Sauvignon BlancI think almost everyone is familiar with Sauvignon Blanc. It’s grassy and frequently laced with tropical fruit flavors when grown in warmer climes, which Bordeaux is not. While the terroir of Bordeaux varies from area to area, it is simply not as warm as New Zealand or Napa, that’s for sure. With these cooler temperatures Sauvignon Blanc tends to be crisper, offering more peach and citrus than tropical fruit, and very zesty and expressive in its youth. The herbal elements can also be quite prominent and pungent, with accompanying acidity levels that can seem elevated to palates more used to soft, warm climate wines.
SemillonUnlike Sauvignon Blanc, Semillon is a subtly-scented wine, lacking aromatic intensity in its youth, yet capable of developing alluring aromas of dried fruits, honeycomb, and pollen-rich flowers with bottle age. On the palate, Semillon is frequently noticeably low in acid, rich and almost oily in texture. What it does have, other than a severe susceptibility to the “noble rot” that allows for the remarkable dessert wines of Bordeaux, is a core of sweet, almost figgy fruit with nuanced accents of herbs and nuts. Sounds like an ideal blending wine, now doesn’t it?
The final grapes that are allowed in Bordeaux Blanc are Muscadelle and Ugni Blanc, though Ugni Blanc really doesn’t need to be covered here as it’s a grape that is generally grown for quantity over quality, producing a pleasant wine. In general it's a grape that has fallen out of favor with quality-minded producers of Bordeaux Blanc.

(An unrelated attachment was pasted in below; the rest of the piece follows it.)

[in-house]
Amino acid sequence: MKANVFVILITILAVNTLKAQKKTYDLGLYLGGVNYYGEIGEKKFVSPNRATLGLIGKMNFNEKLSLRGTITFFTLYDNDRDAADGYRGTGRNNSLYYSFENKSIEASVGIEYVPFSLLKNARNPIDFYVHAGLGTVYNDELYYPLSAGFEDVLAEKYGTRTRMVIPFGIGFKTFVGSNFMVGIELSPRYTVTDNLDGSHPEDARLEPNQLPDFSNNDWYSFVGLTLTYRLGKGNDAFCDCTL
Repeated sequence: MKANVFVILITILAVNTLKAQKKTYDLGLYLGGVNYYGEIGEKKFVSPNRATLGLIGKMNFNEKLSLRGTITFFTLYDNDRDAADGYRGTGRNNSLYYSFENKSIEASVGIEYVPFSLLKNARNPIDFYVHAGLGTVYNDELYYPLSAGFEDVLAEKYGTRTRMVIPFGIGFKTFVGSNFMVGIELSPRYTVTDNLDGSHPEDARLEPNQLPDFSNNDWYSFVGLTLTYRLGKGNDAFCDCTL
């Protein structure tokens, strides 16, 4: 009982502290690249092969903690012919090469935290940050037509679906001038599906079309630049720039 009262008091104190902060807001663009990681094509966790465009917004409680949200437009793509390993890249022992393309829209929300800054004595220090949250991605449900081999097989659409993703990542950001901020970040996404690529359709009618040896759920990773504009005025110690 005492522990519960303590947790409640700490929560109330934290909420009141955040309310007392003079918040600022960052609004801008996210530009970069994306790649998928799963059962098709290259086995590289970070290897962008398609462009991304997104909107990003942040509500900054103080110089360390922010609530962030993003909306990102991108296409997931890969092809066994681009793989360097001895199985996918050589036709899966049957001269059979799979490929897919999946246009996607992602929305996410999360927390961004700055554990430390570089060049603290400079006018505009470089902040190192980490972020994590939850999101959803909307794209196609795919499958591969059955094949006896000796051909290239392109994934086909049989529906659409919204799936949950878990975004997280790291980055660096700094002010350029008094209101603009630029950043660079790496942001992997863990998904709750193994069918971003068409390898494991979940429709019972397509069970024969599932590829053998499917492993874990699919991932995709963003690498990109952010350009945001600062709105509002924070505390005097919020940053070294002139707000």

That leaves the unfortunately named Muscadelle. I say "unfortunately" because it shares a root with the Muscat family of grapes, and sometimes even a bit of aromatic similarity, though the grapes are in fact unrelated. Muscadelle can add zesty floral tones to the perfume of Bordeaux Blanc, and can contribute to the fruity character of the blend, but rarely makes up more than 10% of any wine.
So, it already sounds like blending Sauvignon Blanc and Semillon makes a lot of sense. You take two slightly imperfect wines and they marry perfectly, each making up for the shortcomings of the other while maintaining its own identity! A whole that truly is greater than the sum of its parts! So how do the Bordelaise -- the folks making these wines -- figure out how to blend these grapes?